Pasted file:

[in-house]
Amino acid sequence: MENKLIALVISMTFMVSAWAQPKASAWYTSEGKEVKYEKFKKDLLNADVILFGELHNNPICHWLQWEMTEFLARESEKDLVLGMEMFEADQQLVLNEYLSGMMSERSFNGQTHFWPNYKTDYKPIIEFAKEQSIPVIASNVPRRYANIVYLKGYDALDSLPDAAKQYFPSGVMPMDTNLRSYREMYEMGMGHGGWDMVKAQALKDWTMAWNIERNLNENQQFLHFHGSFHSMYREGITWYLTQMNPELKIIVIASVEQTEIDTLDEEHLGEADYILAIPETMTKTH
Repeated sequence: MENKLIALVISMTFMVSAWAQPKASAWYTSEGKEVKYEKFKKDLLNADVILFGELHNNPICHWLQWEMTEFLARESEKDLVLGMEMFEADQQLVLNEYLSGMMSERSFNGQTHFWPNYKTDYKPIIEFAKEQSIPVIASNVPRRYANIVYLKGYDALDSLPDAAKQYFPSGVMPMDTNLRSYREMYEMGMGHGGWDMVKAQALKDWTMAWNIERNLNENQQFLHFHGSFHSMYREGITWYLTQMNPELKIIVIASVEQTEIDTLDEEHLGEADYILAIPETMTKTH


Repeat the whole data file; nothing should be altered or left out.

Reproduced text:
[in-house]
Amino acid sequence: MENKLIALVISMTFMVSAWAQPKASAWYTSEGKEVKYEKFKKDLLNADVILFGELHNNPICHWLQWEMTEFLARESEKDLVLGMEMFEADQQLVLNEYLSGMMSERSFNGQTHFWPNYKTDYKPIIEFAKEQSIPVIASNVPRRYANIVYLKGYDALDSLPDAAKQYFPSGVMPMDTNLRSYREMYEMGMGHGGWDMVKAQALKDWTMAWNIERNLNENQQFLHFHGSFHSMYREGITWYLTQMNPELKIIVIASVEQTEIDTLDEEHLGEADYILAIPETMTKTH
Repeated sequence: MENKLIALVISMTFMVSAWAQPKASAWYTSEGKEVKYEKFKKDLLNADVILFGELHNNPICHWLQWEMTEFLARESEKDLVLGMEMFEADQQLVLNEYLSGMMSERSFNGQTHFWPNYKTDYKPIIEFAKEQSIPVIASNVPRRYANIVYLKGYDALDSLPDAAKQYFPSGVMPMDTNLRSYREMYEMGMGHGGWDMVKAQALKDWTMAWNIERNLNENQQFLHFHGSFHSMYREGITWYLTQMNPELKIIVIASVEQTEIDTLDEEHLGEADYILAIPETMTKTH